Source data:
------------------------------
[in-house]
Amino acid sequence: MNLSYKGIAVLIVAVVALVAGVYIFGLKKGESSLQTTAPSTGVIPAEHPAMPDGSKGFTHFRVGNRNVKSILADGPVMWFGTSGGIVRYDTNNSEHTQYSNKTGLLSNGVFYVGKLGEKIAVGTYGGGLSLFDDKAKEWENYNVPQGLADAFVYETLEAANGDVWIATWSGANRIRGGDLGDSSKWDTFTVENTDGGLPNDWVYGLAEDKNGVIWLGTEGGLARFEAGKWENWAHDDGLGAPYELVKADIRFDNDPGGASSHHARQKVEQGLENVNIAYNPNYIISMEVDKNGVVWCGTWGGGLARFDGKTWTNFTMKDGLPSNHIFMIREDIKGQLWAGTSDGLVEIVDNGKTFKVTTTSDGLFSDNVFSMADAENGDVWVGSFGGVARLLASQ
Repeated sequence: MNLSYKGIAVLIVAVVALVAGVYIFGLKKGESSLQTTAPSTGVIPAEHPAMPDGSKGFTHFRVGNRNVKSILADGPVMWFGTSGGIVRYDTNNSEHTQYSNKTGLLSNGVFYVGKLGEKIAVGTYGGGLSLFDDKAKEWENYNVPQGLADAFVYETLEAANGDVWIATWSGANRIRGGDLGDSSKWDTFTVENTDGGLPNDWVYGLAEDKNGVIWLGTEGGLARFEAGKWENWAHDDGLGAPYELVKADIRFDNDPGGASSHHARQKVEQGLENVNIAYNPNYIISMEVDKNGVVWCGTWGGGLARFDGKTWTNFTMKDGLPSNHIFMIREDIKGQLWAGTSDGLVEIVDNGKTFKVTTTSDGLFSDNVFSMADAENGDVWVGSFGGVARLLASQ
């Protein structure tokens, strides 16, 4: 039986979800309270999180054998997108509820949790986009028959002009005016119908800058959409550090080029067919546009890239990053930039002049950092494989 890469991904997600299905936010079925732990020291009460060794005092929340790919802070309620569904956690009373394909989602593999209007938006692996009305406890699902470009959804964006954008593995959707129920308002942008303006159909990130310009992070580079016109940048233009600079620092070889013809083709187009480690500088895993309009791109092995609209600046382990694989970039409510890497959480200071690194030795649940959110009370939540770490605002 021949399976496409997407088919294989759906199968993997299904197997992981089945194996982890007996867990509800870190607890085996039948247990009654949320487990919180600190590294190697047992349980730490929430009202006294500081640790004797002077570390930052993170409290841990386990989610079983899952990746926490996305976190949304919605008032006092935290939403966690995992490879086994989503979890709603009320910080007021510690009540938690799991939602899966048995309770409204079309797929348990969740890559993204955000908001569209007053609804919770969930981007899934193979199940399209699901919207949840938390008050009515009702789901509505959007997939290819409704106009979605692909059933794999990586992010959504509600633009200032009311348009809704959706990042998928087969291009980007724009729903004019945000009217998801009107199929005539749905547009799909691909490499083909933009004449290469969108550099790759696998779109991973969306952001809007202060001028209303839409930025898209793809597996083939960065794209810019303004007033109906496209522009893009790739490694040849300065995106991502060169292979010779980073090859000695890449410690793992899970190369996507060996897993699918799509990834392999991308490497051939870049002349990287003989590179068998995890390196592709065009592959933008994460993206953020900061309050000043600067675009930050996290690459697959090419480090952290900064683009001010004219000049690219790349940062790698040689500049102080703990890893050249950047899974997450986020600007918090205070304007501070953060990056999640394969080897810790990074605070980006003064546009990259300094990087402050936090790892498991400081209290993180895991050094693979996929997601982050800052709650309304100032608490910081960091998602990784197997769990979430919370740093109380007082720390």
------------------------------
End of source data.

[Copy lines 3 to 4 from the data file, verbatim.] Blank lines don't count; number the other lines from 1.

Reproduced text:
Repeated sequence: MNLSYKGIAVLIVAVVALVAGVYIFGLKKGESSLQTTAPSTGVIPAEHPAMPDGSKGFTHFRVGNRNVKSILADGPVMWFGTSGGIVRYDTNNSEHTQYSNKTGLLSNGVFYVGKLGEKIAVGTYGGGLSLFDDKAKEWENYNVPQGLADAFVYETLEAANGDVWIATWSGANRIRGGDLGDSSKWDTFTVENTDGGLPNDWVYGLAEDKNGVIWLGTEGGLARFEAGKWENWAHDDGLGAPYELVKADIRFDNDPGGASSHHARQKVEQGLENVNIAYNPNYIISMEVDKNGVVWCGTWGGGLARFDGKTWTNFTMKDGLPSNHIFMIREDIKGQLWAGTSDGLVEIVDNGKTFKVTTTSDGLFSDNVFSMADAENGDVWVGSFGGVARLLASQ
């Protein structure tokens, strides 16, 4: 039986979800309270999180054998997108509820949790986009028959002009005016119908800058959409550090080029067919546009890239990053930039002049950092494989 890469991904997600299905936010079925732990020291009460060794005092929340790919802070309620569904956690009373394909989602593999209007938006692996009305406890699902470009959804964006954008593995959707129920308002942008303006159909990130310009992070580079016109940048233009600079620092070889013809083709187009480690500088895993309009791109092995609209600046382990694989970039409510890497959480200071690194030795649940959110009370939540770490605002 021949399976496409997407088919294989759906199968993997299904197997992981089945194996982890007996867990509800870190607890085996039948247990009654949320487990919180600190590294190697047992349980730490929430009202006294500081640790004797002077570390930052993170409290841990386990989610079983899952990746926490996305976190949304919605008032006092935290939403966690995992490879086994989503979890709603009320910080007021510690009540938690799991939602899966048995309770409204079309797929348990969740890559993204955000908001569209007053609804919770969930981007899934193979199940399209699901919207949840938390008050009515009702789901509505959007997939290819409704106009979605692909059933794999990586992010959504509600633009200032009311348009809704959706990042998928087969291009980007724009729903004019945000009217998801009107199929005539749905547009799909691909490499083909933009004449290469969108550099790759696998779109991973969306952001809007202060001028209303839409930025898209793809597996083939960065794209810019303004007033109906496209522009893009790739490694040849300065995106991502060169292979010779980073090859000695890449410690793992899970190369996507060996897993699918799509990834392999991308490497051939870049002349990287003989590179068998995890390196592709065009592959933008994460993206953020900061309050000043600067675009930050996290690459697959090419480090952290900064683009001010004219000049690219790349940062790698040689500049102080703990890893050249950047899974997450986020600007918090205070304007501070953060990056999640394969080897810790990074605070980006003064546009990259300094990087402050936090790892498991400081209290993180895991050094693979996929997601982050800052709650309304100032608490910081960091998602990784197997769990979430919370740093109380007082720390």